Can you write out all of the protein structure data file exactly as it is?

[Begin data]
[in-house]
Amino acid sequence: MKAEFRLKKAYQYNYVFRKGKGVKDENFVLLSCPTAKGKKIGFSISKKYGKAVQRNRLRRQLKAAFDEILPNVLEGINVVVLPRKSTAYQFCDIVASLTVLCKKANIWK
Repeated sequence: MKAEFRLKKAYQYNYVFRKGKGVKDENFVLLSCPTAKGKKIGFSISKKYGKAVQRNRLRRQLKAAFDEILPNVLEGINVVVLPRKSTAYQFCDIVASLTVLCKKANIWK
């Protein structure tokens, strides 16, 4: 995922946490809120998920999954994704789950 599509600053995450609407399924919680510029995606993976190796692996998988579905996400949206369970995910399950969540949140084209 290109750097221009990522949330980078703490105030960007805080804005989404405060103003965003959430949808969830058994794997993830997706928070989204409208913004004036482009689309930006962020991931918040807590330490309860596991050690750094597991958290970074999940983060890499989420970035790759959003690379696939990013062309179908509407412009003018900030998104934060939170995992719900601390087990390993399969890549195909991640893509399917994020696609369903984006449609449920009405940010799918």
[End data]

[in-house]
Amino acid sequence: MKAEFRLKKAYQYNYVFRKGKGVKDENFVLLSCPTAKGKKIGFSISKKYGKAVQRNRLRRQLKAAFDEILPNVLEGINVVVLPRKSTAYQFCDIVASLTVLCKKANIWK
Repeated sequence: MKAEFRLKKAYQYNYVFRKGKGVKDENFVLLSCPTAKGKKIGFSISKKYGKAVQRNRLRRQLKAAFDEILPNVLEGINVVVLPRKSTAYQFCDIVASLTVLCKKANIWK
């Protein structure tokens, strides 16, 4: 995922946490809120998920999954994704789950 599509600053995450609407399924919680510029995606993976190796692996998988579905996400949206369970995910399950969540949140084209 290109750097221009990522949330980078703490105030960007805080804005989404405060103003965003959430949808969830058994794997993830997706928070989204409208913004004036482009689309930006962020991931918040807590330490309860596991050690750094597991958290970074999940983060890499989420970035790759959003690379696939990013062309179908509407412009003018900030998104934060939170995992719900601390087990390993399969890549195909991640893509399917994020696609369903984006449609449920009405940010799918």